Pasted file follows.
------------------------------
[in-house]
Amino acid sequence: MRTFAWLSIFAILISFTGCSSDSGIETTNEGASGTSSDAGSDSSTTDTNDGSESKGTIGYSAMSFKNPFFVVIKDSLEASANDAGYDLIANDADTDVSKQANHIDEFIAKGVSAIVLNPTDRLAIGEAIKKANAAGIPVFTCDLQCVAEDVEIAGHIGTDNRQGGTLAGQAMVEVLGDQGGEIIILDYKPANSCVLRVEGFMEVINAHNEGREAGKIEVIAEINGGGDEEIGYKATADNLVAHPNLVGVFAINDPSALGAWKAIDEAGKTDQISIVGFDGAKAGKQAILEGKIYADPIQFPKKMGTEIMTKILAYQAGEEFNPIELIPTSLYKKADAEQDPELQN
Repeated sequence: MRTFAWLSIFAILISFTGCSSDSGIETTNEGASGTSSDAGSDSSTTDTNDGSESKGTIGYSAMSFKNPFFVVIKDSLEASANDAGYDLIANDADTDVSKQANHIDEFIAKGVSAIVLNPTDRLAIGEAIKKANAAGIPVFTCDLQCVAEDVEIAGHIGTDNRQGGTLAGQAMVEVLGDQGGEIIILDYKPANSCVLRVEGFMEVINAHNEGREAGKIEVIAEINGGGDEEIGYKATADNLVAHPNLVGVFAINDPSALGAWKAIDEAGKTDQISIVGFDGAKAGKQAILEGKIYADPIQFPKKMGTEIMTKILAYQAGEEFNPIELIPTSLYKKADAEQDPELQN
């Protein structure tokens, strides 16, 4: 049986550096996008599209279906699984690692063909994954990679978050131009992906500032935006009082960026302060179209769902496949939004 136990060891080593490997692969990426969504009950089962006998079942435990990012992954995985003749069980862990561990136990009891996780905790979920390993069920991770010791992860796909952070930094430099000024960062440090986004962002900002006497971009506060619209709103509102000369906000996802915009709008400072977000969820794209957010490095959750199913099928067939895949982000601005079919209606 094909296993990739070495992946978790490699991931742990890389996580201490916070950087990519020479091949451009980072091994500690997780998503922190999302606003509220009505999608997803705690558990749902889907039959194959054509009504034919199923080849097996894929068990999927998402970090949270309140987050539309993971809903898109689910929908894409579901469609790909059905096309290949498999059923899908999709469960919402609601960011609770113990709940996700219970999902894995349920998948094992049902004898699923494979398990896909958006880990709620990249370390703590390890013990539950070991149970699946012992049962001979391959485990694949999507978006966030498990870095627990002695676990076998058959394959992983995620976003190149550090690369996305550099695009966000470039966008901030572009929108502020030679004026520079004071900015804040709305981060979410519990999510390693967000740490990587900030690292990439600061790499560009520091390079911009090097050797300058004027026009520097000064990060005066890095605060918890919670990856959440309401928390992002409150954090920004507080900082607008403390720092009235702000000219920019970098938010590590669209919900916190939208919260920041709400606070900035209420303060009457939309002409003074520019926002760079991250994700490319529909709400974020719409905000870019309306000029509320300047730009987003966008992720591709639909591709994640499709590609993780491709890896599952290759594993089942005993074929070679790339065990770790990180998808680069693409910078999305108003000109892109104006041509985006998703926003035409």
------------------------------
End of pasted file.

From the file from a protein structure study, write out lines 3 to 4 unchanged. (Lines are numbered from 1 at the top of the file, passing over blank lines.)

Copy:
Repeated sequence: MRTFAWLSIFAILISFTGCSSDSGIETTNEGASGTSSDAGSDSSTTDTNDGSESKGTIGYSAMSFKNPFFVVIKDSLEASANDAGYDLIANDADTDVSKQANHIDEFIAKGVSAIVLNPTDRLAIGEAIKKANAAGIPVFTCDLQCVAEDVEIAGHIGTDNRQGGTLAGQAMVEVLGDQGGEIIILDYKPANSCVLRVEGFMEVINAHNEGREAGKIEVIAEINGGGDEEIGYKATADNLVAHPNLVGVFAINDPSALGAWKAIDEAGKTDQISIVGFDGAKAGKQAILEGKIYADPIQFPKKMGTEIMTKILAYQAGEEFNPIELIPTSLYKKADAEQDPELQN
């Protein structure tokens, strides 16, 4: 049986550096996008599209279906699984690692063909994954990679978050131009992906500032935006009082960026302060179209769902496949939004 136990060891080593490997692969990426969504009950089962006998079942435990990012992954995985003749069980862990561990136990009891996780905790979920390993069920991770010791992860796909952070930094430099000024960062440090986004962002900002006497971009506060619209709103509102000369906000996802915009709008400072977000969820794209957010490095959750199913099928067939895949982000601005079919209606 094909296993990739070495992946978790490699991931742990890389996580201490916070950087990519020479091949451009980072091994500690997780998503922190999302606003509220009505999608997803705690558990749902889907039959194959054509009504034919199923080849097996894929068990999927998402970090949270309140987050539309993971809903898109689910929908894409579901469609790909059905096309290949498999059923899908999709469960919402609601960011609770113990709940996700219970999902894995349920998948094992049902004898699923494979398990896909958006880990709620990249370390703590390890013990539950070991149970699946012992049962001979391959485990694949999507978006966030498990870095627990002695676990076998058959394959992983995620976003190149550090690369996305550099695009966000470039966008901030572009929108502020030679004026520079004071900015804040709305981060979410519990999510390693967000740490990587900030690292990439600061790499560009520091390079911009090097050797300058004027026009520097000064990060005066890095605060918890919670990856959440309401928390992002409150954090920004507080900082607008403390720092009235702000000219920019970098938010590590669209919900916190939208919260920041709400606070900035209420303060009457939309002409003074520019926002760079991250994700490319529909709400974020719409905000870019309306000029509320300047730009987003966008992720591709639909591709994640499709590609993780491709890896599952290759594993089942005993074929070679790339065990770790990180998808680069693409910078999305108003000109892109104006041509985006998703926003035409």